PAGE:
If you think you can’t afford to offer your employees a retirement plan, you’re not alone. In a recent survey from Pew Research, “Small Business Views on Retirement Savings Plan,” employers most often cited expense as the main reason for not offering retirement plans. Other reasons include limited administrative resources and lack of employee interest.
That’s a problem, as the Pew survey also shows Americans accumulate the majority of their retirement funds through employer-sponsored defined contribution plans, such as 401(k) accounts. However, more than 40 percent of full-time employees do not have access to such a plan.
In reality, setting up a retirement plan may be easier and more affordable than you think. Many plans have no initial setup or maintenance fees. In addition, you may be able to receive get tax credits and other incentives for starting a retirement plan. For example, any costs you incur during setup are likely eligible for tax credits, and once your plan is up and running, employer contributions on behalf of employees are tax-deductible.
As one of the most desirable employee benefits, a retirement plan can help you attract and retain a higher caliber of employees; reducing turnover will save you money in the long run.
Retirement plans that small businesses can offer include:
Simplified Employee Pension (SEP)
SEP plans allow employers to set aside money in retirement accounts for themselves and their employees. The SEP allows for a contribution of up to 25 percent of each employee’s pay. Only the employer contributes to this plan, but the employee has ownership of all the money. All employees must receive equal contributions; however, the amount is flexible and can be based on the employer’s cash flow needs. Available to any size business, the SEP has no filing requirements for the employer, nor does it have the setup and operating costs of a conventional retirement plan.
Savings Incentive Match Plan for Employees (SIMPLE IRA plan)
The SIMPLE IRA allows both employers and employees to set aside money for retirement. Employers are required to contribute each year by either matching up to 3 percent of compensation (if the employee makes a contribution) or 2 percent if the employee does not contribute anything. To offer a SIMPLE IRA, the small business must not have more than 100 employees. For tax year 2017, an employee’s contribution cannot exceed $12,500. As with the SEP, the employer has no filing requirements.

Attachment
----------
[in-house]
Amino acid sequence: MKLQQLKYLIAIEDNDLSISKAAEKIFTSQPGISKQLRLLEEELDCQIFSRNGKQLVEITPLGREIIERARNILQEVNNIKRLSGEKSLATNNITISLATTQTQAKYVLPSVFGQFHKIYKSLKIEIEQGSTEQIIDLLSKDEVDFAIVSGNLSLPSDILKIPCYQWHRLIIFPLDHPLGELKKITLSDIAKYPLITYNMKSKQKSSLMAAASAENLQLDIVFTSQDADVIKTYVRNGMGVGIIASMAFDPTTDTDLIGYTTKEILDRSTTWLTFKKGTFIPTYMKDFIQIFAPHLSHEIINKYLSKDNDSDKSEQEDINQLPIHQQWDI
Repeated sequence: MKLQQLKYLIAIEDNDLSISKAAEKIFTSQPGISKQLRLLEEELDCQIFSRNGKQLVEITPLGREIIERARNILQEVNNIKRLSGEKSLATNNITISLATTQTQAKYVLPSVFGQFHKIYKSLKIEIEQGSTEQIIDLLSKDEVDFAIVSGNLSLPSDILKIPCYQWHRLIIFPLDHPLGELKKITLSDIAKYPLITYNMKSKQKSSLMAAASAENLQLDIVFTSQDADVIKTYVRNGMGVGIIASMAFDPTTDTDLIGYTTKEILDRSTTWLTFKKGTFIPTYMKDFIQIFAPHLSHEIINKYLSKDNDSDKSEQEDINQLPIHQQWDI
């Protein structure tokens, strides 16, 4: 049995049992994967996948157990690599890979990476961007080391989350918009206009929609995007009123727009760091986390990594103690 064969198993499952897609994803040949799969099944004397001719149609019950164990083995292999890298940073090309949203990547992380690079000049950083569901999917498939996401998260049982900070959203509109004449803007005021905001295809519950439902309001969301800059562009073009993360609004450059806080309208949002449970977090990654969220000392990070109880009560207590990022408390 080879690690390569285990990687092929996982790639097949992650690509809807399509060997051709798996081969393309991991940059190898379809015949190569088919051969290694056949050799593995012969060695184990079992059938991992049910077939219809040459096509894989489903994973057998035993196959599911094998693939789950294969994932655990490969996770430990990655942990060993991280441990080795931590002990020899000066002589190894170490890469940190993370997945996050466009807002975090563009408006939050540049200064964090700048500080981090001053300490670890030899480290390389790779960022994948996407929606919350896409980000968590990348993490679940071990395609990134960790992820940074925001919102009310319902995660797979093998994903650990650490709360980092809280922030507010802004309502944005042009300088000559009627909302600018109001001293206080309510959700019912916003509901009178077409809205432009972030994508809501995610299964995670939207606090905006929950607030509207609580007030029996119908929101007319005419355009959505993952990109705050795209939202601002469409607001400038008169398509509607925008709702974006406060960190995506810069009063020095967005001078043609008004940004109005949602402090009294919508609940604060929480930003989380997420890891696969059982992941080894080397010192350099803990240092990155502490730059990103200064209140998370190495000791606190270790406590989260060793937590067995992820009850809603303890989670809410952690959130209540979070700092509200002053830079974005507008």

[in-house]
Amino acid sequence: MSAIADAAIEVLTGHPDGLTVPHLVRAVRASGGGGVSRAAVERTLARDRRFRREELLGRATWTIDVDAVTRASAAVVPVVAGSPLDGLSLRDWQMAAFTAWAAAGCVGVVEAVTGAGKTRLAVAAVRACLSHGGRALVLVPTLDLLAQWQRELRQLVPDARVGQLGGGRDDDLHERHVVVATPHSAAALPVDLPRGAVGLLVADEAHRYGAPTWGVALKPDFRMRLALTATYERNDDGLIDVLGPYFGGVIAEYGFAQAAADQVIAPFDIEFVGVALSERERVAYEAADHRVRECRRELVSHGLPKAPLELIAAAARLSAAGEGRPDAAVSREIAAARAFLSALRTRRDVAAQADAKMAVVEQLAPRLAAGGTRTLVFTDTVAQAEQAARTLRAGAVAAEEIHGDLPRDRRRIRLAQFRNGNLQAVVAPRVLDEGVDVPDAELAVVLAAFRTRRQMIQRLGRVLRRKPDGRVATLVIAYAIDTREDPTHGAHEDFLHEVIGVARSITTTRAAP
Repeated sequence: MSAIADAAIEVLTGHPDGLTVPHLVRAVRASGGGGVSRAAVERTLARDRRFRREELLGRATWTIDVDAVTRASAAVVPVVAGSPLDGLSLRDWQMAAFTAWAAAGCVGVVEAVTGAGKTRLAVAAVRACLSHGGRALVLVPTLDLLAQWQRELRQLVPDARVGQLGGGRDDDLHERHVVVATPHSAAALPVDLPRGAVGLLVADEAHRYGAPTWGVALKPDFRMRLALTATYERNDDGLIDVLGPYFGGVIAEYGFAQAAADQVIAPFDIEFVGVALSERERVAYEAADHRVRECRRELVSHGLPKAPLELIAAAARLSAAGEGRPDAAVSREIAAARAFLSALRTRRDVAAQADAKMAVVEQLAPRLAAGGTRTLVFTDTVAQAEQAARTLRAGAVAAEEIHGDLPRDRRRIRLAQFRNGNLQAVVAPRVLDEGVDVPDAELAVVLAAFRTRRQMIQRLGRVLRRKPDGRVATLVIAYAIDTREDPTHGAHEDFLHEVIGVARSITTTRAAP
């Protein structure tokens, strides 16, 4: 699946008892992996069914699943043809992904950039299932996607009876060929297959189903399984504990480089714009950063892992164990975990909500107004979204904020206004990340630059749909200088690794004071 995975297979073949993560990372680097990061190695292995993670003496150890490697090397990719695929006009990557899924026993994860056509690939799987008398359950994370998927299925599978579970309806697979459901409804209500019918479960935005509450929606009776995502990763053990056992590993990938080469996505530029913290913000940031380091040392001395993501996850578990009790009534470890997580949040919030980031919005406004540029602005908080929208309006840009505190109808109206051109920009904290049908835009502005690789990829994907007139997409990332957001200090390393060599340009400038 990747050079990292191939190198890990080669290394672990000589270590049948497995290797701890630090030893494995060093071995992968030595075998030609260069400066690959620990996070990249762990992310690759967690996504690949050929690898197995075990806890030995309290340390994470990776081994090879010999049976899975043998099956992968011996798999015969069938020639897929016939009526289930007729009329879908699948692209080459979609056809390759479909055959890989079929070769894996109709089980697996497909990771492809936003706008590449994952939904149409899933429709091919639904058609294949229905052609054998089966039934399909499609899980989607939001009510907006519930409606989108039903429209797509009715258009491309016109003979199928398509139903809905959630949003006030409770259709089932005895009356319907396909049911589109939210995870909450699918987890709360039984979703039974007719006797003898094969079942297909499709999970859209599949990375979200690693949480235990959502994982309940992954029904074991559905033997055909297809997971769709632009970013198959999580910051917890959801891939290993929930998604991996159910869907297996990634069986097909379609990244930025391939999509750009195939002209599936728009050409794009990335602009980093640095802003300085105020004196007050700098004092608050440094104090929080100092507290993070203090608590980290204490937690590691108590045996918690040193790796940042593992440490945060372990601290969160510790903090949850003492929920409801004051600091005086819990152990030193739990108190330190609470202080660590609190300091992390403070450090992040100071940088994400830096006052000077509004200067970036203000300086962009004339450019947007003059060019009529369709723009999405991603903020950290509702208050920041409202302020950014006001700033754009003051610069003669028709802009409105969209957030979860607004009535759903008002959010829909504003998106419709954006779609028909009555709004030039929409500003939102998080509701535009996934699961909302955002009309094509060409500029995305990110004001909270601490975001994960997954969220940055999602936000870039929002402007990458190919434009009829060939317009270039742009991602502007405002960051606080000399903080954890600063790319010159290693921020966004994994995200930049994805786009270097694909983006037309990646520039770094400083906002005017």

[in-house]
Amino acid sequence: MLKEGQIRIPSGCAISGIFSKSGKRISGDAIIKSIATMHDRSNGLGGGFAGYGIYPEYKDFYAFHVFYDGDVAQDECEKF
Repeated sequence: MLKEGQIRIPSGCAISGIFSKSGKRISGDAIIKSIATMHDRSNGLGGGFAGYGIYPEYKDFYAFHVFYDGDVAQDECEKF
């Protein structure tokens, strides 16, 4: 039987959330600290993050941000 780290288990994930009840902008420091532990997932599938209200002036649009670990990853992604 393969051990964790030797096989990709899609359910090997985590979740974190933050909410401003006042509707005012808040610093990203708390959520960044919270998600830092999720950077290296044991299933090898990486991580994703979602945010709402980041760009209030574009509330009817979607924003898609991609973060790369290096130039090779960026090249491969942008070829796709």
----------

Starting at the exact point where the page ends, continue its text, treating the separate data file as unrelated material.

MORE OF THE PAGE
This pre-tax contribution plan allows employees to save by contributing a portion of their salary to an account invested in securities. The deferred wages are not subject to federal income tax withholding at the time of deferral and are not reported as taxable income on the employee’s individual income tax return. Employers can also contribute to the employees’ plan; these contributions are tax deductible. Employers must perform annual tests, known as the Actual Deferral Percentage (ADP) and Actual Contribution Percentage (ACP) tests, to verify that deferred wages and employer matching contributions do not discriminate in favor of highly compensated employees. To determine if your business qualifies to set up a 401(k), see the IRS 401(k) Retirement Plan Qualifications.
The least restrictive retirement plan is simple profit sharing. In this type of plan, available to any size business, only the employer contributes. Employers don’t have to contribute every year, nor is there a set amount the law requires them to contribute. Contributions must go into a separate account for each employee and employers have to document how the profits have been determined for each employee. The employer can also offer another retirement plan in addition to the profit-sharing plan.
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